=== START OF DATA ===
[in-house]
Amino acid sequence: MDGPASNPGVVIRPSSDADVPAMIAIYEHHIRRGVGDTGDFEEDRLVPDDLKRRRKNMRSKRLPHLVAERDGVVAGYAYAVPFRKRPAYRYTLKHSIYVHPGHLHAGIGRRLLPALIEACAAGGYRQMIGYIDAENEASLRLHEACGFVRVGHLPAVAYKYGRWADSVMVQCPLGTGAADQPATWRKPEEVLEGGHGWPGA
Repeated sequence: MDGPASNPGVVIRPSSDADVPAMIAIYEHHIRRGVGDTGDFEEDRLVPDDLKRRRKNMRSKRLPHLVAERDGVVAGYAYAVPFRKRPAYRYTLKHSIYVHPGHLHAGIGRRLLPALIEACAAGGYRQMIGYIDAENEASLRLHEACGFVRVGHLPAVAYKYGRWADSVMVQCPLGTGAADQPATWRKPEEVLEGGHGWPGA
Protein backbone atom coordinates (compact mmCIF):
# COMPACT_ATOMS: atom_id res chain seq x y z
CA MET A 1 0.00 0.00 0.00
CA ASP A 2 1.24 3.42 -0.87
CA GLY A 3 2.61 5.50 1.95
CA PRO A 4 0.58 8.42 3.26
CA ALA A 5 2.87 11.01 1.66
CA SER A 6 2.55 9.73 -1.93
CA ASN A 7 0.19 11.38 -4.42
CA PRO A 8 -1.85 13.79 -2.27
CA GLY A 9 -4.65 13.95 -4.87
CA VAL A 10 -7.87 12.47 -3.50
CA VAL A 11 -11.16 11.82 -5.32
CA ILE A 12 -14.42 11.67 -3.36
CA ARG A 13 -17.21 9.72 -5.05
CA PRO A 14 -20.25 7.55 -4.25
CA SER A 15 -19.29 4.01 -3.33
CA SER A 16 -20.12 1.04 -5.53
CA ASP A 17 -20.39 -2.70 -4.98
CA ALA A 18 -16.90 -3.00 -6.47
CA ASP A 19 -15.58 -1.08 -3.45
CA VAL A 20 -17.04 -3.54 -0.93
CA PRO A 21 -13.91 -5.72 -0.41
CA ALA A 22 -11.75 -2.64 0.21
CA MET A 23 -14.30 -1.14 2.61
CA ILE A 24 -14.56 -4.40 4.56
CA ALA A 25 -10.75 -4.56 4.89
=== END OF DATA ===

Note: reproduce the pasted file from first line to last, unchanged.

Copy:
[in-house]
Amino acid sequence: MDGPASNPGVVIRPSSDADVPAMIAIYEHHIRRGVGDTGDFEEDRLVPDDLKRRRKNMRSKRLPHLVAERDGVVAGYAYAVPFRKRPAYRYTLKHSIYVHPGHLHAGIGRRLLPALIEACAAGGYRQMIGYIDAENEASLRLHEACGFVRVGHLPAVAYKYGRWADSVMVQCPLGTGAADQPATWRKPEEVLEGGHGWPGA
Repeated sequence: MDGPASNPGVVIRPSSDADVPAMIAIYEHHIRRGVGDTGDFEEDRLVPDDLKRRRKNMRSKRLPHLVAERDGVVAGYAYAVPFRKRPAYRYTLKHSIYVHPGHLHAGIGRRLLPALIEACAAGGYRQMIGYIDAENEASLRLHEACGFVRVGHLPAVAYKYGRWADSVMVQCPLGTGAADQPATWRKPEEVLEGGHGWPGA
Protein backbone atom coordinates (compact mmCIF):
# COMPACT_ATOMS: atom_id res chain seq x y z
CA MET A 1 0.00 0.00 0.00
CA ASP A 2 1.24 3.42 -0.87
CA GLY A 3 2.61 5.50 1.95
CA PRO A 4 0.58 8.42 3.26
CA ALA A 5 2.87 11.01 1.66
CA SER A 6 2.55 9.73 -1.93
CA ASN A 7 0.19 11.38 -4.42
CA PRO A 8 -1.85 13.79 -2.27
CA GLY A 9 -4.65 13.95 -4.87
CA VAL A 10 -7.87 12.47 -3.50
CA VAL A 11 -11.16 11.82 -5.32
CA ILE A 12 -14.42 11.67 -3.36
CA ARG A 13 -17.21 9.72 -5.05
CA PRO A 14 -20.25 7.55 -4.25
CA SER A 15 -19.29 4.01 -3.33
CA SER A 16 -20.12 1.04 -5.53
CA ASP A 17 -20.39 -2.70 -4.98
CA ALA A 18 -16.90 -3.00 -6.47
CA ASP A 19 -15.58 -1.08 -3.45
CA VAL A 20 -17.04 -3.54 -0.93
CA PRO A 21 -13.91 -5.72 -0.41
CA ALA A 22 -11.75 -2.64 0.21
CA MET A 23 -14.30 -1.14 2.61
CA ILE A 24 -14.56 -4.40 4.56
CA ALA A 25 -10.75 -4.56 4.89